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Stash Hempeck - Entry # 1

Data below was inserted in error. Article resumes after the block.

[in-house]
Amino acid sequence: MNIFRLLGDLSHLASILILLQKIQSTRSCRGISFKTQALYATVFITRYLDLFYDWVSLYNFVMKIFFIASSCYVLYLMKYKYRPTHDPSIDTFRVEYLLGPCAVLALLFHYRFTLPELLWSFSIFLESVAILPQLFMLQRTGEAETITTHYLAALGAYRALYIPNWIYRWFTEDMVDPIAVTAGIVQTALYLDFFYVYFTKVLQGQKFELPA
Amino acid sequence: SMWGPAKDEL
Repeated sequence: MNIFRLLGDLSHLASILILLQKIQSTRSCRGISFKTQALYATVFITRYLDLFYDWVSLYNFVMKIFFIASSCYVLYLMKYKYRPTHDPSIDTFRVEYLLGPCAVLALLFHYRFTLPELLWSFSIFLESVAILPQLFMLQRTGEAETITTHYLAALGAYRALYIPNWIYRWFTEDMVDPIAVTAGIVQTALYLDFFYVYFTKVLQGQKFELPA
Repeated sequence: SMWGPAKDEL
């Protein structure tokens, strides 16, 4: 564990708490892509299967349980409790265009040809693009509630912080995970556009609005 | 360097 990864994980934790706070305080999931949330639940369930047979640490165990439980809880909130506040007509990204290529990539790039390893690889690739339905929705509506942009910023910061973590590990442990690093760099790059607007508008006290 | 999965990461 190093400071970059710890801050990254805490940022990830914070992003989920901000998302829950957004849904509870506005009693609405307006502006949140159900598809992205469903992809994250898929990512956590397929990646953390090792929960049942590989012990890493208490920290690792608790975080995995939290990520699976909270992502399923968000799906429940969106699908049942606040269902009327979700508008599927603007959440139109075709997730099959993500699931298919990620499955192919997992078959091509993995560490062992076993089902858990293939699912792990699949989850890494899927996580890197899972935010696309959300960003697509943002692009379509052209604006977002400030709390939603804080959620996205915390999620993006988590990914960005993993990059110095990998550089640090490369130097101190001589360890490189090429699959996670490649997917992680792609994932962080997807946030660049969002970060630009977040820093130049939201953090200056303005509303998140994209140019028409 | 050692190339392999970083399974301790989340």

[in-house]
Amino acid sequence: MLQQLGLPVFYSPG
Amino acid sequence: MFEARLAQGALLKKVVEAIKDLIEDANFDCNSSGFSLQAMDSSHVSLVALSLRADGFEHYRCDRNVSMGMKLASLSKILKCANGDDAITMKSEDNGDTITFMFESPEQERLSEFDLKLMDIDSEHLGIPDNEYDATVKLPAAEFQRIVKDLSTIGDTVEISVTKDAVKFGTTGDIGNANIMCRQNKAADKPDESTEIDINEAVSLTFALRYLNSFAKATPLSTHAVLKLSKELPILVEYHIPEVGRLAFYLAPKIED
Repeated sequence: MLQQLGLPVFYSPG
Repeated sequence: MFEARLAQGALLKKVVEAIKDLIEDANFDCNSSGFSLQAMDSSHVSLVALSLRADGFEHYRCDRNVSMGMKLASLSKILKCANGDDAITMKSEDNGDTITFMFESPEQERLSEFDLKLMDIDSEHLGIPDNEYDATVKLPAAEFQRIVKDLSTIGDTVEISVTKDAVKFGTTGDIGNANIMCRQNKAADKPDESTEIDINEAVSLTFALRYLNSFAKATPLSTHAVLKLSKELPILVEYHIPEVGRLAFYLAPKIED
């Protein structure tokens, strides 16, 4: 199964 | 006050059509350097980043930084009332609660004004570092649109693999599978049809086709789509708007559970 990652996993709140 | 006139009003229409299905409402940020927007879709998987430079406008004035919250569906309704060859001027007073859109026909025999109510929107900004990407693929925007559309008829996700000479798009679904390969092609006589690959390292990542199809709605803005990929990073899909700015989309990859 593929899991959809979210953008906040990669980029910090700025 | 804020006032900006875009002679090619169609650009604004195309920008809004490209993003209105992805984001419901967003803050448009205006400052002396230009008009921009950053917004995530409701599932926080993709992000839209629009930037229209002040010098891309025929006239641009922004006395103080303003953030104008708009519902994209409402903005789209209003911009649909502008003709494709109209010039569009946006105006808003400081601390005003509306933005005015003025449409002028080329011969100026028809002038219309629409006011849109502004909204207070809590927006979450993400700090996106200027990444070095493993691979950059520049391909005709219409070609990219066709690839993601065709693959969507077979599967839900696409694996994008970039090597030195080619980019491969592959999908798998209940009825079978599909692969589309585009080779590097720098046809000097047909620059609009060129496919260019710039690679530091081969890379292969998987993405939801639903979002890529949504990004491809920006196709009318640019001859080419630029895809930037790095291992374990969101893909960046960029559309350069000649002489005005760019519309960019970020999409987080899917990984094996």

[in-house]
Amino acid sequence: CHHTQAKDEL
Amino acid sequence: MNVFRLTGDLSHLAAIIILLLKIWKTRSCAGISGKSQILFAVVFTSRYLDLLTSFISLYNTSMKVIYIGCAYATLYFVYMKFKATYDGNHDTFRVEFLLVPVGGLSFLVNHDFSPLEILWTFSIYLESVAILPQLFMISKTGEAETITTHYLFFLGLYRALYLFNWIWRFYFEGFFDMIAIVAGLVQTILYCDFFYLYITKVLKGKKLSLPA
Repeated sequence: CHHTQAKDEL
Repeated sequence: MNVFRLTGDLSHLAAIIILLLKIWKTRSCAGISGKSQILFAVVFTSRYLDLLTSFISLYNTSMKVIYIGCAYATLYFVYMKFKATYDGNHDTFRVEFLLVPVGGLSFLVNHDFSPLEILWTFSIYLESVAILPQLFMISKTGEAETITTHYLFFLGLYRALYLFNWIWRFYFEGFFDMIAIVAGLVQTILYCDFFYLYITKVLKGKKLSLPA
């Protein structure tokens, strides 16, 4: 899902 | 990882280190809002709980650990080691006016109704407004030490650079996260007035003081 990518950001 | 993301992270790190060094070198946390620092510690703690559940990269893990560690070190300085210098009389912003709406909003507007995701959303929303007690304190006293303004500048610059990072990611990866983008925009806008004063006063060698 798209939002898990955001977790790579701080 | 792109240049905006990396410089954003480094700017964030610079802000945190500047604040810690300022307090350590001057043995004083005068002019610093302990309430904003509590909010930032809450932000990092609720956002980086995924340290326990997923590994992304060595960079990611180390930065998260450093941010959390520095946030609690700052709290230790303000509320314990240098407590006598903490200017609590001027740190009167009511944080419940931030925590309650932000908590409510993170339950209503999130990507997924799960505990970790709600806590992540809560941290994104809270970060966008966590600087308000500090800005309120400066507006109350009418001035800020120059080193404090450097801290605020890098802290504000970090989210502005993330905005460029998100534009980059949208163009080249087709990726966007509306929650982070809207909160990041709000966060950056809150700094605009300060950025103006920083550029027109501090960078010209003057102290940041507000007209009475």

My father immigrated to the U.S. in 1912, at the age of 12, along with his parents and siblings, from what is now north-west Ukraine.  To this day, I remember the family's reason for emigrating:  my grandfather had poured blood, sweat, and tears into a piece of land, working it  into a small but productive farm; the then-Russian government wanted it, took it, and in return gave my family--according to my father's words--a hill of rocks.  Farming runs deep in the blood on my father's side, and as far as I know--as it was told to me--that innate need to work the soil and attend to animals can be traced back many generations.  With my father, this relationship to farming, as he knew it, manifested in his being--much to the vexation, at times, of my mother and older siblings--what one would label old-fashioned.  We were the last family in our area to put our hay up in slings, rather than small bales; we were the last family to not only raise oats, but to winnow it with a stationary threshing machine rather than a combine; we were the last family to turn our milk cows out on pasture during the spring/summer/fall months, the last family to graze our hogs on grass; the last family to side-dress our corn with nitrogen fertilizer, and to pick our corn and store it in a corn crib; the last family to start growing soybeans; the last family to practice crop-rotation, and to use plow-down crops for green manure.  In essence, my father lived by a simple code:  be good to the land, and treat it with respect, and the land will return the favor.  My birth-family was never rich, as most people today define the term; but we never lacked for food, for a roof over our heads, for clothes, for self-respect. As a result, I had the privilege of growing up in a time when farming was a respectable and honorable way of life, but at the same time, was giving way to farming as a means of mining the soil for maximum profit; of pitting oneself against one's neighbor; of amassing as much land and machinery as possible, and in the process, producing as its final result, an emptying-out of the countryside.  I loved growing up on the farm, and from my earliest remembrances wanted nothing more out of life than to continue the legacy of my father's people.  Fate, however, decreed otherwise, and I spent most of my adult life learning to be a jack-of-all-trades, a preparation--I now believe--for the journey I now embark upon, a journey I have hoped for since my earliest memories; a life of living in maximum harmony with the land and its innumerable components.  If life has taught me anything, it is that if we humans fail to interact with our environment in a meaningful fashion--if we feel our duty is to have dominion over this planet rather than to coexist with it in a state of mutual agreement--we shall not only experience a great suffering for such a decision, but we will also lose a great portion of our humanity in the the process.

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